Finnish Parliament debates bill to limit asylum requests at Russian border

Finland's border with Russia
Finland's border with Russia

The Finnish parliament is currently reviewing a bill that would empower border guards to deny entry to refugees arriving through the eastern border with Russia, Interior Minister Mari Rantanen confirmed in a May 25 interview with Yle.

Under the proposed legislation, migrants would be prohibited from applying for asylum directly at the border, a shift from the current policy that processes all migrants' asylum claims upon their arrival. Exceptions could be made for children, individuals with special needs, or those at risk of facing the death penalty or torture if returned to Russia.

Read also: Baltic states, Poland, Finland, and Norway to create ‘unmanned wall’ for border security – LRT

"Each case will be assessed individually by the Finnish Border Guard," Rantanen added, expressing confidence that the bill would garner lawmaker support.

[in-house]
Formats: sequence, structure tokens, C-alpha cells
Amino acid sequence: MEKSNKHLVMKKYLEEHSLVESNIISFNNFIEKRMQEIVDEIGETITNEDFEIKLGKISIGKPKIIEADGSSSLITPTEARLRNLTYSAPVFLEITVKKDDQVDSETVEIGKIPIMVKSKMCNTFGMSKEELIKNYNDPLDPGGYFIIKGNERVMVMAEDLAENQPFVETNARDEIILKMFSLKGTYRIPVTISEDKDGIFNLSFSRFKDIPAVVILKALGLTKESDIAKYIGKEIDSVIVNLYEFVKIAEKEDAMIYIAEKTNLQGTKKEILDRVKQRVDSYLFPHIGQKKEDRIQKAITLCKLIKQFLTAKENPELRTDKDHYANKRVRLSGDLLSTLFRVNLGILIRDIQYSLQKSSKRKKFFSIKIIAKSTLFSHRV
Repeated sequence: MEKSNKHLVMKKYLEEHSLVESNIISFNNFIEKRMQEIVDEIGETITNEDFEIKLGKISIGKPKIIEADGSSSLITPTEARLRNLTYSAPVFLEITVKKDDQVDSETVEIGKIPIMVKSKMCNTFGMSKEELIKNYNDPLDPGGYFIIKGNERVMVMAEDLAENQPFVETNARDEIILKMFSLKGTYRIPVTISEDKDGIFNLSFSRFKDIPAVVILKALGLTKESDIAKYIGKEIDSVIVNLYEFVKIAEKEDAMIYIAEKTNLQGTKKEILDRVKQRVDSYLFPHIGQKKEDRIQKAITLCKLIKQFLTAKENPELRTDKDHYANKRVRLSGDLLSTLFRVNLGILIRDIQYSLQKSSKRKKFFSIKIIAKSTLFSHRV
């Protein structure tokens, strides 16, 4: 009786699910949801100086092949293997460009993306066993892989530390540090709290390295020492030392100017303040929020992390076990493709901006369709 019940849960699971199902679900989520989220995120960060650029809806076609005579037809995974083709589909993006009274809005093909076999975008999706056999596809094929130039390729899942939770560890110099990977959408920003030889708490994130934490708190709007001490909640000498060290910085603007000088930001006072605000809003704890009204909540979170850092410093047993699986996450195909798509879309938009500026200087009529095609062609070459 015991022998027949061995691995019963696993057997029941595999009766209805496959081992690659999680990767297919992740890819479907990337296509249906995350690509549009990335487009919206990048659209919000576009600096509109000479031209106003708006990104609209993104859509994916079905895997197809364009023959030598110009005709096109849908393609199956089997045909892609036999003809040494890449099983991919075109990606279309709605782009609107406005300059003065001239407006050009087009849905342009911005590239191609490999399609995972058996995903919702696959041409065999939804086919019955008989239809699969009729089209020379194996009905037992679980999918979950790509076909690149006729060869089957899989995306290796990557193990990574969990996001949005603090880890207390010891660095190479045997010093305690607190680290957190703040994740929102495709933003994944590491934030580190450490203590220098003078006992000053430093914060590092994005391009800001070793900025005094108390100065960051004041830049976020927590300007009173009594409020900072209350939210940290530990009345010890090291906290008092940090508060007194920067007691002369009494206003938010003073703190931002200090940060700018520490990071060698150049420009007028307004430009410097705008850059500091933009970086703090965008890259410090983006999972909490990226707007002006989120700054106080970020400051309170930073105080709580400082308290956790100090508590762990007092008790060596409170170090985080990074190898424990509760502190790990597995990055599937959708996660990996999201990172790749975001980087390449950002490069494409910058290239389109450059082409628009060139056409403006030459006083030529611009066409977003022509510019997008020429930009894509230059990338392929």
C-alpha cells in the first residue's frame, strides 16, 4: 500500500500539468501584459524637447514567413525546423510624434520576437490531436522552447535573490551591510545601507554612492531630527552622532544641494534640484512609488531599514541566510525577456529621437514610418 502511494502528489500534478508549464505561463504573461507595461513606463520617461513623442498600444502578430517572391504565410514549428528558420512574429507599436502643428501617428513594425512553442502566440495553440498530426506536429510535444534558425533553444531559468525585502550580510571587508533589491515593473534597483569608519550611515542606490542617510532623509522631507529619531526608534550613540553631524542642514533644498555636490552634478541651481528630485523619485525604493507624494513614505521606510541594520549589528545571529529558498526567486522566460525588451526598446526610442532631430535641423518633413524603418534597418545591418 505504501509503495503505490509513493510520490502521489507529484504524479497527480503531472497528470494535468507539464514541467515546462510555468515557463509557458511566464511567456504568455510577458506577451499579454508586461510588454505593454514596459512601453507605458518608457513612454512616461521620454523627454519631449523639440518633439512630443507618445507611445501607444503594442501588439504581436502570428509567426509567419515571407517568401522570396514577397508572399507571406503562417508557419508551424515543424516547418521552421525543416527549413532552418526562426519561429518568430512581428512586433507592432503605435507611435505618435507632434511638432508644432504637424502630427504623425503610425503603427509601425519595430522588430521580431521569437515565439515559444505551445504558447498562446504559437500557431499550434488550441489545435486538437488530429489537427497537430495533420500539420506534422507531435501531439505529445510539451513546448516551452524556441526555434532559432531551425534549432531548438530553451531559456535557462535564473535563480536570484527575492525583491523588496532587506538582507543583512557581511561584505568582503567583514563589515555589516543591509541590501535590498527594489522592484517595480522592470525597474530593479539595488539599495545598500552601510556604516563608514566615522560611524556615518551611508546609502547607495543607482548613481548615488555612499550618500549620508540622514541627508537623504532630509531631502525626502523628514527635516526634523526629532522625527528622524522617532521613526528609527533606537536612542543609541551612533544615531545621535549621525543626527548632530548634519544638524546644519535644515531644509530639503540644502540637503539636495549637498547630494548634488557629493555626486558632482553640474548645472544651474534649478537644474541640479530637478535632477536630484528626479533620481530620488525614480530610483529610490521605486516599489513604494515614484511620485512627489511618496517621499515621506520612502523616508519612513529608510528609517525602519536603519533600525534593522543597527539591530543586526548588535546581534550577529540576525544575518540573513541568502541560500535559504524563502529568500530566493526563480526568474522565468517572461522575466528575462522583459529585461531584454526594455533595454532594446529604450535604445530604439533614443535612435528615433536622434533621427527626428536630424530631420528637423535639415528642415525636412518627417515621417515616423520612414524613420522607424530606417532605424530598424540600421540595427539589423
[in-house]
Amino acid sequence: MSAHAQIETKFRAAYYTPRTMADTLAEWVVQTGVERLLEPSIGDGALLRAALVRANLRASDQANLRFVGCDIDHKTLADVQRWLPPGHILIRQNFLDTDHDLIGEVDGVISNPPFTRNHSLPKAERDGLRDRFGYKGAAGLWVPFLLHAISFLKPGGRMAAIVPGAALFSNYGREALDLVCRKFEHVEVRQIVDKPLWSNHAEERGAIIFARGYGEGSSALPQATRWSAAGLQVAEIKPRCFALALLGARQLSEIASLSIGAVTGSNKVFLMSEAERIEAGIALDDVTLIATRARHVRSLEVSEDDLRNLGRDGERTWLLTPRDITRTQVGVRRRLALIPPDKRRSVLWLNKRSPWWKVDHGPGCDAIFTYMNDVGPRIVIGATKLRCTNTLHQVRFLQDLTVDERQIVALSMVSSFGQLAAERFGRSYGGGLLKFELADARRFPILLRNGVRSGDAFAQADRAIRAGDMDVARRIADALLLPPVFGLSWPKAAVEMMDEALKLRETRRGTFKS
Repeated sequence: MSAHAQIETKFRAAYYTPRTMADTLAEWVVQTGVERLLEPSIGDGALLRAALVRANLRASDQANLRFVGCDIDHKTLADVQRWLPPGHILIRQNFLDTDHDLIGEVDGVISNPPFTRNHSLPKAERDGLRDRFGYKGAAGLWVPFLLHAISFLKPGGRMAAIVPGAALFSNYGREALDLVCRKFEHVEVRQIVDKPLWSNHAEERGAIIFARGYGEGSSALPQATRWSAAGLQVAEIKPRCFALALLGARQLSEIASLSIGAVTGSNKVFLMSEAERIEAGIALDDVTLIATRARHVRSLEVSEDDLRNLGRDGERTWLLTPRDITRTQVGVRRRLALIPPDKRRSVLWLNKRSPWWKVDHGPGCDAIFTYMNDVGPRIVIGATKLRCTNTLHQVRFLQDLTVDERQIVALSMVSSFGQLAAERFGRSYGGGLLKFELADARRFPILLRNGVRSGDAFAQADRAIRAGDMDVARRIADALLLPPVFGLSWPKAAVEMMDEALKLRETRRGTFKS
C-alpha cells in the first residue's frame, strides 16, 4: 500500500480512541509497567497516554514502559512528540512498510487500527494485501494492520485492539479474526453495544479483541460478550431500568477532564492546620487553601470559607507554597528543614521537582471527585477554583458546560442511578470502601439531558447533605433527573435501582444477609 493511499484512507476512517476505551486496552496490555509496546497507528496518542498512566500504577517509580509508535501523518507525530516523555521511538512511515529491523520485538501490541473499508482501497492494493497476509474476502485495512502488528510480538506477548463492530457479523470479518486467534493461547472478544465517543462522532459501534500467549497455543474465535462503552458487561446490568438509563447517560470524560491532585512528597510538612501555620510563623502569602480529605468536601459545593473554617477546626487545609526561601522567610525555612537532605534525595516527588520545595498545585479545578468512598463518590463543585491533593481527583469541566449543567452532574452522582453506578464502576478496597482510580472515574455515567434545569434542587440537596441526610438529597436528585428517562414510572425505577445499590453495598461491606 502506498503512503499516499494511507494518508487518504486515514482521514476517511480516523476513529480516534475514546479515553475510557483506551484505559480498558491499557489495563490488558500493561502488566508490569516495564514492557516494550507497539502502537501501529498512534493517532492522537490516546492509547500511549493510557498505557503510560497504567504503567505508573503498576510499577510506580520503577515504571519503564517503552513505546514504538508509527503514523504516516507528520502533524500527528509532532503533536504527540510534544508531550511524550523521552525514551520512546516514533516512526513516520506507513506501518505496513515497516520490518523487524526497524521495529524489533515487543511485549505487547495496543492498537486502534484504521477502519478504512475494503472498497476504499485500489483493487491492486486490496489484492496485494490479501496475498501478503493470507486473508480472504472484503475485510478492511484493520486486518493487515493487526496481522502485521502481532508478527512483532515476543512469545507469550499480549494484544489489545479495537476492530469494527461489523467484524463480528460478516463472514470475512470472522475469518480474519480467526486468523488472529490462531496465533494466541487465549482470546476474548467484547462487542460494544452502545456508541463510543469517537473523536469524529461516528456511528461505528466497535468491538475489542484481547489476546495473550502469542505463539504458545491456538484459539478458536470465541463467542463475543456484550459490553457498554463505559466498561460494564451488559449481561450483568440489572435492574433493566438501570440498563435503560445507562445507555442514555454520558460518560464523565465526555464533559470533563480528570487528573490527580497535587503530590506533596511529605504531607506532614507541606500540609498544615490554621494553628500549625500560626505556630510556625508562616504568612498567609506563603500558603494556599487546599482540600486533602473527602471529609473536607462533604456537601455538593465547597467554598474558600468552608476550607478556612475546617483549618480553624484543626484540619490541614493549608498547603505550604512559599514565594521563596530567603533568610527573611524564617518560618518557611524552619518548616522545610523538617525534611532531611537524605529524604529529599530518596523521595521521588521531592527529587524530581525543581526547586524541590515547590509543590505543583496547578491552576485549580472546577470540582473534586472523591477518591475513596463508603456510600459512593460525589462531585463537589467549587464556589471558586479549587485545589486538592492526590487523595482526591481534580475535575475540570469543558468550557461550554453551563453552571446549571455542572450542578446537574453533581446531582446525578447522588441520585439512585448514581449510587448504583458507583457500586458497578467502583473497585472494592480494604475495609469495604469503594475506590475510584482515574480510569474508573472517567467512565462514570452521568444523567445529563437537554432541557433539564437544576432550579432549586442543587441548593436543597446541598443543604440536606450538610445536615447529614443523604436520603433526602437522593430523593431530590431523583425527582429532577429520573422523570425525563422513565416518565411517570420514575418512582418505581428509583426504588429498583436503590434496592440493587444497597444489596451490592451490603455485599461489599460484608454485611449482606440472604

Read also: Finland’s Supreme Court upholds Russian border closure

This legislative move follows a series of closures of Finnish-Russian border checkpoints. Initially, four eastern crossings were shut down on November 6, 2023. Several more followed on November 22, leaving just one operational crossing, which was eventually closed on November 30. These closures were in response to a surge in undocumented third-country nationals seeking asylum, allegedly facilitated by Russian border guards.

Finland's government, citing these concerns, announced plans on March 15 to enact temporary legislation restricting the entry of asylum seekers from Russia.

Read also: Finland may ban asylum seekers entry from Russia

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Read the original article on The New Voice of Ukraine